Before You Downsize: Expecting the Unexpected When Moving to a Smaller Home
26th Aug 2016
No longer are full- scaled lifestyles as popular as they once were. TV shows about tiny living -- where you downsize your home, your life and your needs -- are increasingly popular. If the idea appeals to you, you still need to go in with a plan. While shrinking your life can mean money saved and much more time for the things that you love, it's a move that can come with a number of unexpected challenges. It can help to go in prepared.
Before you downsize, research new home prices
If you're delighted at the thought of making a killing on the sale of your home, and the thought of how much you'll get to set aside once you buy a smaller home, you need to first put in some research to make sure everything does go as you hope.
For instance, if you're thinking of buying a modest, two-bedroom home, you need to realize that it's an overheated market, one that has seen a 20% rise in activity in the past year alone. When you calculate the amount of money that you may be able to put by after the new home purchase, you need to take into account how homes in this category may cost much more than you remember. Before you get in, you do need to make sure that you will get to save as much as you hope.
Making sense of the arithmetic may be a real challenge
Even once you do learn what your current home will fetch you, and what a new home costs these days, it can still be hard to come by any precise figures. There are all kinds of unexpected costs involved in home purchases and sales -- commissions, legal fees, mortgage penalties and taxes. You'll find it hard to know what exactly you'll have left over once you downsize.
If you're not sure how these surprises happen, repair costs are a good example, according to Bridgfords, the leading real estate agency (additional details from Bridgfords). Home inspectors usually don't catch every problem that a home may have, if it's currently being lived in. If there are cracks on the walls in the basement, but there's some heavy old furniture blocking the view, the inspector won't know. You and the buyer will learn about them once you actually move out. Then, the buyer will want you to fix those problems.
There could be other surprise costs involved, as well. Not only is there a chance that you will underestimate the costs involved in making your current home sealable or the new home livable, living in the new home that you pick could come with higher transportation and maintenance costs, as well.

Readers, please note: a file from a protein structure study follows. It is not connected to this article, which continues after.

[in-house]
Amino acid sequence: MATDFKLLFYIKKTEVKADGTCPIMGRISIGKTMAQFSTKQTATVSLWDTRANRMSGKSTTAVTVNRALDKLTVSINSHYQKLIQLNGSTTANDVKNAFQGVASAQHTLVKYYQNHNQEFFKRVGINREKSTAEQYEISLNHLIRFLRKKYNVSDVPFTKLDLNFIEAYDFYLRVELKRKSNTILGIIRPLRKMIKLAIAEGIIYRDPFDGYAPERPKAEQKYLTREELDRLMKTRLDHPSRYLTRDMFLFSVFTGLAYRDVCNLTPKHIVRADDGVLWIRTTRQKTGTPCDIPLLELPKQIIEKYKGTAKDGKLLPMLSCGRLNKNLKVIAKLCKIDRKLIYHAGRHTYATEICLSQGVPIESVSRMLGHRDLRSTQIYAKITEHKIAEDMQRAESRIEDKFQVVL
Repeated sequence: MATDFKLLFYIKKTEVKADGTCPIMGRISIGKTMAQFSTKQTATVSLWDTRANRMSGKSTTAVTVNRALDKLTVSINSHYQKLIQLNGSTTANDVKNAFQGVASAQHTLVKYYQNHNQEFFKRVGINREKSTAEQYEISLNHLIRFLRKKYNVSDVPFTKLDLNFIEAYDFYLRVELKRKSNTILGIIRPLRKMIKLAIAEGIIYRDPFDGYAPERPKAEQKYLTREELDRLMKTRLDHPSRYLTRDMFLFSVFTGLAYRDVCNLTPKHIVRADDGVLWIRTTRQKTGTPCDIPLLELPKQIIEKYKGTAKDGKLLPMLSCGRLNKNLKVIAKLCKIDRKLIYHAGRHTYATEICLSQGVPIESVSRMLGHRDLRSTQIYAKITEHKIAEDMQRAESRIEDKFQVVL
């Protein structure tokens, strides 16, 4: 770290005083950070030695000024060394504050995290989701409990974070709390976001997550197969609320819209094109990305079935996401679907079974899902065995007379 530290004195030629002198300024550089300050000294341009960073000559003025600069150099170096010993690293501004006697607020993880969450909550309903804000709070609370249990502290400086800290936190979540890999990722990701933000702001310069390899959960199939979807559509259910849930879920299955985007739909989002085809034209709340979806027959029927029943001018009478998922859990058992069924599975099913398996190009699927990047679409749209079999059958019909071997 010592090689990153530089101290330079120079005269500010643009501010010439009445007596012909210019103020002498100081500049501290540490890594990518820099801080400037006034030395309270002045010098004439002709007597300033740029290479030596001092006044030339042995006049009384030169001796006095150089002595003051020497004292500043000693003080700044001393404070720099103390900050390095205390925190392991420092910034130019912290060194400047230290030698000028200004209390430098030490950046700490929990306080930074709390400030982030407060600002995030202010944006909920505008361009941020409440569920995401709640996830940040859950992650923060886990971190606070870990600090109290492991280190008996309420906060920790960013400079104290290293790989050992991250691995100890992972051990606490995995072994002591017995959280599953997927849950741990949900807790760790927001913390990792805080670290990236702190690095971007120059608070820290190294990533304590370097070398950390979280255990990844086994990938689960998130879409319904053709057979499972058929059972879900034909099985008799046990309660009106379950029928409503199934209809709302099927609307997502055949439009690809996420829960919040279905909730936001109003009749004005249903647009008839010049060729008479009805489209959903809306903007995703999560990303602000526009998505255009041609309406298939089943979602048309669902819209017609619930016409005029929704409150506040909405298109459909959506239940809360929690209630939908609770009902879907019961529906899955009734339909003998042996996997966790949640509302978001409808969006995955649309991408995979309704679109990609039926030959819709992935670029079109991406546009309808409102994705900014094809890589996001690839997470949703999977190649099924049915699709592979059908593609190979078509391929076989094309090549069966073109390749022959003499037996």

It's always a good idea to run your numbers by an accountant or a qualified real estate agent before you make an actual move.
The problems aren't always external ones
When you need to clear the clutter in your downsizing attempt, you may find that every move you make sets off opposition and friction. Each family member could have different ideas of what can reasonably be given away. Many times, you may find that you, yourself, have the strongest opposition to something that needs to be done. You may find that the thought of unloading possessions that come with memories make you feel guilty.
Downsizing also comes with the risk that you will inadvertently throw out things that you value and would want to keep -- coin or stamp collections, antiques, important documents, and so on. You may even misplace important possessions.
It's best to take your time downsizing. The more time you give yourself to carefully look through your possessions, and consult family members, the smoother the move will be.
Go in prepared
Downsizing can be challenging, for the simple reason that it involves more than just a move. It requires that you change your life. Sometimes, people simply get caught up in the romance of living a small, manageable life, that they neglect to think things through. It's only after the move that they discover how less privacy, fewer clothes and smaller cars makes them unhappy. It's important to judge your needs correctly. It can help to read up on downsizing forms about the experiences that other people have had.
Oscar Duncan works as a finance planner for the over 50's who are either coming up for, or already are, retired. Downsizing is a topic which comes up regularly, and which he himself has had experience with due to his parents move.
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